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Officials: Hamas wins Palestinian election
Updated: 2006-01-26 20:46

One defeated Fatah candidate, Nabil Amr, said he did not expect his party to accept a junior position in a Hamas-led government. "I don't think Fatah can participate in a lower position," said Amr.

Palestinian President Mahmoud Abbas shows his marked finger after casting his vote at Palestinian Authority headquarters in the West Bank city of Ramallah January 25, 2006.
Palestinian President Mahmoud Abbas shows his marked finger after casting his vote at Palestinian Authority headquarters in the West Bank city of Ramallah January 25, 2006. [Reuters]

The election marked the first time Hamas has contested a legislative vote, and leading the Cabinet could give it significant powers. The Cabinet holds wide control over security forces, finance and other government functions, though Abbas has retained power mainly through tradition and political leverage.

Abbas, in his role as leader of the Palestine Liberation Organization, would still remain in charge of negotiations with Israel.

Palestinian election officials confirmed early Thursday that Hamas had won a large majority of the seats up for grabs in electoral districts in the West Bank and Gaza.

Half the seats were chosen on a national list and the other half by districts. While the national voting appeared to be close, election officials said Hamas had won a large majority in the district races. Hamas apparently took advantage of divisions in Fatah; the long-ruling party fielded multiple candidates in many districts, allowing the Islamic group to capitalize.

Initial exit polls had forecast a slight edge for Fatah, with Hamas coming in a strong second. The polls predicted that neither party would have a majority and would have to rely on smaller parties to form a coalition.

However, on Thursday morning, Hamas officials said the group had won up to 75 seats giving it a solid majority in the 132-member parliament.

Officials in Fatah conceded that Hamas had won about 70 seats. They spoke on condition of anonymity because counting in some districts was continuing.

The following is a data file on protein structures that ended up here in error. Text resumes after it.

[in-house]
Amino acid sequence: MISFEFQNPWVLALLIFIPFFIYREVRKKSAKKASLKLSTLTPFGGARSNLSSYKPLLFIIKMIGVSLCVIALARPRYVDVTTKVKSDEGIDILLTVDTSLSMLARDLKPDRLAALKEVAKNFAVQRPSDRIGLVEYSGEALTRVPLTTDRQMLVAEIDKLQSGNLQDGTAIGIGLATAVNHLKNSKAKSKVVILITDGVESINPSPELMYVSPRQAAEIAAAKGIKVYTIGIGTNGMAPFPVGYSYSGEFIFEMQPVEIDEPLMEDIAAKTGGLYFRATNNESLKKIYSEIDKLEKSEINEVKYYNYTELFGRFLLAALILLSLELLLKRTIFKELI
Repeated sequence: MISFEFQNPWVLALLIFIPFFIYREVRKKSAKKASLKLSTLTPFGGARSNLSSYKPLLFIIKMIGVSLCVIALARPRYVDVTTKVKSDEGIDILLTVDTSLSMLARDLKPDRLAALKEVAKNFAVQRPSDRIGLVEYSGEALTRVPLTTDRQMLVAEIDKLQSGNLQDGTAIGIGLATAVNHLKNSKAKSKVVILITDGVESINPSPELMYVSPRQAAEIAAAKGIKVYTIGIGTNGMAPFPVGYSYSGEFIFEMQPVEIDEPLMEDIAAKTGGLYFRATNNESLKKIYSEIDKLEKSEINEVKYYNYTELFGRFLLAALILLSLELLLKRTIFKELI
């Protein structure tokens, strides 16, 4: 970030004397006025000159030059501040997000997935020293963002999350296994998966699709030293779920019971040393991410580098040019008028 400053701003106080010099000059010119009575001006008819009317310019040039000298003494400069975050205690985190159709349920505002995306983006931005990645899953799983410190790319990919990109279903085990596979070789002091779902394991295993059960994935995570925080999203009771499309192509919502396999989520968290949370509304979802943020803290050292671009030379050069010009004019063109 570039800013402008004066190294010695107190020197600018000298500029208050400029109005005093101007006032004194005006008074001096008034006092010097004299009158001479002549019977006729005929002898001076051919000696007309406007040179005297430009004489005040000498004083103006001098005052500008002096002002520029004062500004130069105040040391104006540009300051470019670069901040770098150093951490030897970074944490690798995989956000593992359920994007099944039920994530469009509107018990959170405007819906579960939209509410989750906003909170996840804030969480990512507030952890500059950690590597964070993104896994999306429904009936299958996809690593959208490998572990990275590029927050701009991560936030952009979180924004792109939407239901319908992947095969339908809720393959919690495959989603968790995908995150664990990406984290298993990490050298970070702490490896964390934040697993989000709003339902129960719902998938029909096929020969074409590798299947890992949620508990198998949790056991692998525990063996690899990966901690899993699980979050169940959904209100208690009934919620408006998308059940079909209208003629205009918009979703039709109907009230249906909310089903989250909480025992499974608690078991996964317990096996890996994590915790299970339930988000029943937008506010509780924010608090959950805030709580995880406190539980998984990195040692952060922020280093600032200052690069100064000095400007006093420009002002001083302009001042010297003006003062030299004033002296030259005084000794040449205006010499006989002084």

Palestinian pollsters were at a loss to explain the discrepancy between the exit polls. Many voters said they had been afraid to admit to pollsters they had supported Hamas, fearing retribution.

Palestinian legislator Hanan Ashrawi, who apparently was re-elected on a moderate platform, said the Hamas victory was a dramatic turning point. She said she is concerned the militants will now impose their fundamentalist social agenda and lead the Palestinians into international isolation.

She said Fatah's corruption, Israel's tough measures and international indifference to the plight of the Palestinians were to blame for Hamas' strong showing.

Washington miscalculated in pushing for the vote, as part of its pro-democracy campaign in the Arab world, she said. "The Americans insisted on having the election now, so they have to respect the results of the election, as we all do," she said.

Israel has repeatedly asked Abbas to force Hamas and other militant groups to disarm but Abbas has refused, warning such an act could cause civil war. Hamas has committed dozens of suicide bombings against Israel.

Turnout was heavy, with nearly 78 percent of 1.3 million eligible voters casting ballots. Polling stations were heavily guarded, and there were no reports of major violence.

International observers, including former President Carter, reported no major problems with fraud.

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